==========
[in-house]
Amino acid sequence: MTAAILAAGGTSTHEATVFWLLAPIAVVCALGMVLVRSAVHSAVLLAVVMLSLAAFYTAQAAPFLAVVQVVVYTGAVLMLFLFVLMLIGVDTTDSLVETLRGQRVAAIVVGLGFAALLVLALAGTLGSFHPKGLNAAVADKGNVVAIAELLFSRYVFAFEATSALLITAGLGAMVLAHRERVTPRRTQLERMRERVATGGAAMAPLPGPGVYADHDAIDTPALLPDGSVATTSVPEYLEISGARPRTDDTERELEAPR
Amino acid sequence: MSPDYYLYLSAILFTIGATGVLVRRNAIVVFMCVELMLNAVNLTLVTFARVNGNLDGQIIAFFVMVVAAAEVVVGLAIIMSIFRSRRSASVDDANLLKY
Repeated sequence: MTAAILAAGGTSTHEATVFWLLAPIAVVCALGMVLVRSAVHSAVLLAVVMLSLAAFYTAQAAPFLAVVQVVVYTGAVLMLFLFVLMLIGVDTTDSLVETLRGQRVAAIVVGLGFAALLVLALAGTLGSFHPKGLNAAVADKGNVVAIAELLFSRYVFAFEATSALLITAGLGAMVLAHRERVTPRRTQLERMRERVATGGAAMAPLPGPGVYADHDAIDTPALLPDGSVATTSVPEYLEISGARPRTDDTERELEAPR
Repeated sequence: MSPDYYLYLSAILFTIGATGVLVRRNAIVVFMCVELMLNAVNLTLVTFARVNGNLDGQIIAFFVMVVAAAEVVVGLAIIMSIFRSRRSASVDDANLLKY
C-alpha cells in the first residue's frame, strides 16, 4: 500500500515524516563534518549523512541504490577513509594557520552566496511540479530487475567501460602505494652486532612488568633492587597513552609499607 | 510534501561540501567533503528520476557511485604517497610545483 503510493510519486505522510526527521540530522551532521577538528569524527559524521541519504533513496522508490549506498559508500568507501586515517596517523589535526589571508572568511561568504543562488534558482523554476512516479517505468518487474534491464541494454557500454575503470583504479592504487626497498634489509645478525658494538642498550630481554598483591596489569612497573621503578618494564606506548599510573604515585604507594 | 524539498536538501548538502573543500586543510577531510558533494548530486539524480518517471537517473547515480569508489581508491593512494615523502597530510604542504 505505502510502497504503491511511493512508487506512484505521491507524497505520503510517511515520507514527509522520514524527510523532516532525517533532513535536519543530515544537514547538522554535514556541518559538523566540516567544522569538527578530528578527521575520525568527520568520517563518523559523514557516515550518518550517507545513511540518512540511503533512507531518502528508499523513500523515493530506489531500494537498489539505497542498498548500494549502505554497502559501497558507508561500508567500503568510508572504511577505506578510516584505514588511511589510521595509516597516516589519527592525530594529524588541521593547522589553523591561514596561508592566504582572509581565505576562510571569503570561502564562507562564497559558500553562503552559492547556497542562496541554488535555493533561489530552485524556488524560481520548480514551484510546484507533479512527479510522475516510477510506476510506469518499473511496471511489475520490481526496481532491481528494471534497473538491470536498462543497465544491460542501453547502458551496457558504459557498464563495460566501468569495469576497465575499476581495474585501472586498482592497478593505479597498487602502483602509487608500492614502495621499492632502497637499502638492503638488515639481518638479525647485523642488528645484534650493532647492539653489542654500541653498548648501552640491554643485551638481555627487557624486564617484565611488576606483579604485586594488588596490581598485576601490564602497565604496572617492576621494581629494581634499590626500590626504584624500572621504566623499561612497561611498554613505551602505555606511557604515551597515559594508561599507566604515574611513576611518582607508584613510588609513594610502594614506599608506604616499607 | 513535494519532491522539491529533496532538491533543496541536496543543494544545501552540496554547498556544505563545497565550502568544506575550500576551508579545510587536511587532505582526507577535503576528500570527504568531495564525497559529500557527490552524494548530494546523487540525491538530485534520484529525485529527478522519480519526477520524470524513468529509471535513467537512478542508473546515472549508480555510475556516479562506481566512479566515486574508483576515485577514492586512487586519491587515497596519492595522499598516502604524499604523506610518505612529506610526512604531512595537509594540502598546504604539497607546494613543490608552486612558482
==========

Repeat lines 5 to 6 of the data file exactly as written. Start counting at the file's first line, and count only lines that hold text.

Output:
Repeated sequence: MSPDYYLYLSAILFTIGATGVLVRRNAIVVFMCVELMLNAVNLTLVTFARVNGNLDGQIIAFFVMVVAAAEVVVGLAIIMSIFRSRRSASVDDANLLKY
C-alpha cells in the first residue's frame, strides 16, 4: 500500500515524516563534518549523512541504490577513509594557520552566496511540479530487475567501460602505494652486532612488568633492587597513552609499607 | 510534501561540501567533503528520476557511485604517497610545483 503510493510519486505522510526527521540530522551532521577538528569524527559524521541519504533513496522508490549506498559508500568507501586515517596517523589535526589571508572568511561568504543562488534558482523554476512516479517505468518487474534491464541494454557500454575503470583504479592504487626497498634489509645478525658494538642498550630481554598483591596489569612497573621503578618494564606506548599510573604515585604507594 | 524539498536538501548538502573543500586543510577531510558533494548530486539524480518517471537517473547515480569508489581508491593512494615523502597530510604542504 505505502510502497504503491511511493512508487506512484505521491507524497505520503510517511515520507514527509522520514524527510523532516532525517533532513535536519543530515544537514547538522554535514556541518559538523566540516567544522569538527578530528578527521575520525568527520568520517563518523559523514557516515550518518550517507545513511540518512540511503533512507531518502528508499523513500523515493530506489531500494537498489539505497542498498548500494549502505554497502559501497558507508561500508567500503568510508572504511577505506578510516584505514588511511589510521595509516597516516589519527592525530594529524588541521593547522589553523591561514596561508592566504582572509581565505576562510571569503570561502564562507562564497559558500553562503552559492547556497542562496541554488535555493533561489530552485524556488524560481520548480514551484510546484507533479512527479510522475516510477510506476510506469518499473511496471511489475520490481526496481532491481528494471534497473538491470536498462543497465544491460542501453547502458551496457558504459557498464563495460566501468569495469576497465575499476581495474585501472586498482592497478593505479597498487602502483602509487608500492614502495621499492632502497637499502638492503638488515639481518638479525647485523642488528645484534650493532647492539653489542654500541653498548648501552640491554643485551638481555627487557624486564617484565611488576606483579604485586594488588596490581598485576601490564602497565604496572617492576621494581629494581634499590626500590626504584624500572621504566623499561612497561611498554613505551602505555606511557604515551597515559594508561599507566604515574611513576611518582607508584613510588609513594610502594614506599608506604616499607 | 513535494519532491522539491529533496532538491533543496541536496543543494544545501552540496554547498556544505563545497565550502568544506575550500576551508579545510587536511587532505582526507577535503576528500570527504568531495564525497559529500557527490552524494548530494546523487540525491538530485534520484529525485529527478522519480519526477520524470524513468529509471535513467537512478542508473546515472549508480555510475556516479562506481566512479566515486574508483576515485577514492586512487586519491587515497596519492595522499598516502604524499604523506610518505612529506610526512604531512595537509594540502598546504604539497607546494613543490608552486612558482